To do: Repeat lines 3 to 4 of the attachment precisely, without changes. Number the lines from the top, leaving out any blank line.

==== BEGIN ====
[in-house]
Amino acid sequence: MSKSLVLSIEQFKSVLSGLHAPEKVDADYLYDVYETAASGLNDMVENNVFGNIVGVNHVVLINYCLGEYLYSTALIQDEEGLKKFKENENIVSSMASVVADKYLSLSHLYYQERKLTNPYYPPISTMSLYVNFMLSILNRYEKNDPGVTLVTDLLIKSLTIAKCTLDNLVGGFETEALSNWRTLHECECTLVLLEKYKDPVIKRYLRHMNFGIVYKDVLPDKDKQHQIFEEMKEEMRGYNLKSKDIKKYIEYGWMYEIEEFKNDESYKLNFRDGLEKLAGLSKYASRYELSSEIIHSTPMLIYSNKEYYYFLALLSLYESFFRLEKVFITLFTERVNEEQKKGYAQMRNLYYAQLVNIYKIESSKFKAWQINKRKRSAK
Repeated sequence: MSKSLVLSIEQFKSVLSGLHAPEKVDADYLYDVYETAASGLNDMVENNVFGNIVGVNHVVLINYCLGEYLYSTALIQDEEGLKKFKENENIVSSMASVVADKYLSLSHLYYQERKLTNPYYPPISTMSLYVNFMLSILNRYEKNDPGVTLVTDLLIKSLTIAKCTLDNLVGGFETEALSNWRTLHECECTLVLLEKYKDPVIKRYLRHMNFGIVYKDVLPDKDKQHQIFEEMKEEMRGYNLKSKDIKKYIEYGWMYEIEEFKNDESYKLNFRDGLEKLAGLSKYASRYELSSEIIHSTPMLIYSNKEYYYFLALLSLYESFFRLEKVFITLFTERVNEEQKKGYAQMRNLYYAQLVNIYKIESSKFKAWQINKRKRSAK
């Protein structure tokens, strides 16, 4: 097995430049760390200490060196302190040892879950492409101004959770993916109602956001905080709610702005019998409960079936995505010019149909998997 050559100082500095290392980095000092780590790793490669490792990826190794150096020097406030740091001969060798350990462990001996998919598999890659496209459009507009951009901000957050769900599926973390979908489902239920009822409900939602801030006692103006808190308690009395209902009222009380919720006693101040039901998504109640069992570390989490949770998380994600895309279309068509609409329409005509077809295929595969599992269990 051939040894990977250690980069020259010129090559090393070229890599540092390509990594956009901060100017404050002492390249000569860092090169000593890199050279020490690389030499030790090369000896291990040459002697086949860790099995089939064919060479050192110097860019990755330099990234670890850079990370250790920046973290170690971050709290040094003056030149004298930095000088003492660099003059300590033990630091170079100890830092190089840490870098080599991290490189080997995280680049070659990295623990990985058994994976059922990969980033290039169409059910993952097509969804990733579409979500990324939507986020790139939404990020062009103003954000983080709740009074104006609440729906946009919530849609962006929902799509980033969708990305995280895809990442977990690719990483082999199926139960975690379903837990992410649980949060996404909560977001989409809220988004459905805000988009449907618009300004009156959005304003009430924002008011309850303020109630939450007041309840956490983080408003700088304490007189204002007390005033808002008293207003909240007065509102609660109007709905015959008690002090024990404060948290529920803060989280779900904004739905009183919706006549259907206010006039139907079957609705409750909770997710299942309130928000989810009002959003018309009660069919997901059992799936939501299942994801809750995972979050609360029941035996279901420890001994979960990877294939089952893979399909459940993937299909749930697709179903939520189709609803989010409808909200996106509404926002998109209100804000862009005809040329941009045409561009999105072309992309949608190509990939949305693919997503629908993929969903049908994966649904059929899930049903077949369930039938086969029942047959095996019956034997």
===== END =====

Repeated sequence: MSKSLVLSIEQFKSVLSGLHAPEKVDADYLYDVYETAASGLNDMVENNVFGNIVGVNHVVLINYCLGEYLYSTALIQDEEGLKKFKENENIVSSMASVVADKYLSLSHLYYQERKLTNPYYPPISTMSLYVNFMLSILNRYEKNDPGVTLVTDLLIKSLTIAKCTLDNLVGGFETEALSNWRTLHECECTLVLLEKYKDPVIKRYLRHMNFGIVYKDVLPDKDKQHQIFEEMKEEMRGYNLKSKDIKKYIEYGWMYEIEEFKNDESYKLNFRDGLEKLAGLSKYASRYELSSEIIHSTPMLIYSNKEYYYFLALLSLYESFFRLEKVFITLFTERVNEEQKKGYAQMRNLYYAQLVNIYKIESSKFKAWQINKRKRSAK
């Protein structure tokens, strides 16, 4: 097995430049760390200490060196302190040892879950492409101004959770993916109602956001905080709610702005019998409960079936995505010019149909998997 050559100082500095290392980095000092780590790793490669490792990826190794150096020097406030740091001969060798350990462990001996998919598999890659496209459009507009951009901000957050769900599926973390979908489902239920009822409900939602801030006692103006808190308690009395209902009222009380919720006693101040039901998504109640069992570390989490949770998380994600895309279309068509609409329409005509077809295929595969599992269990 051939040894990977250690980069020259010129090559090393070229890599540092390509990594956009901060100017404050002492390249000569860092090169000593890199050279020490690389030499030790090369000896291990040459002697086949860790099995089939064919060479050192110097860019990755330099990234670890850079990370250790920046973290170690971050709290040094003056030149004298930095000088003492660099003059300590033990630091170079100890830092190089840490870098080599991290490189080997995280680049070659990295623990990985058994994976059922990969980033290039169409059910993952097509969804990733579409979500990324939507986020790139939404990020062009103003954000983080709740009074104006609440729906946009919530849609962006929902799509980033969708990305995280895809990442977990690719990483082999199926139960975690379903837990992410649980949060996404909560977001989409809220988004459905805000988009449907618009300004009156959005304003009430924002008011309850303020109630939450007041309840956490983080408003700088304490007189204002007390005033808002008293207003909240007065509102609660109007709905015959008690002090024990404060948290529920803060989280779900904004739905009183919706006549259907206010006039139907079957609705409750909770997710299942309130928000989810009002959003018309009660069919997901059992799936939501299942994801809750995972979050609360029941035996279901420890001994979960990877294939089952893979399909459940993937299909749930697709179903939520189709609803989010409808909200996106509404926002998109209100804000862009005809040329941009045409561009999105072309992309949608190509990939949305693919997503629908993929969903049908994966649904059929899930049903077949369930039938086969029942047959095996019956034997």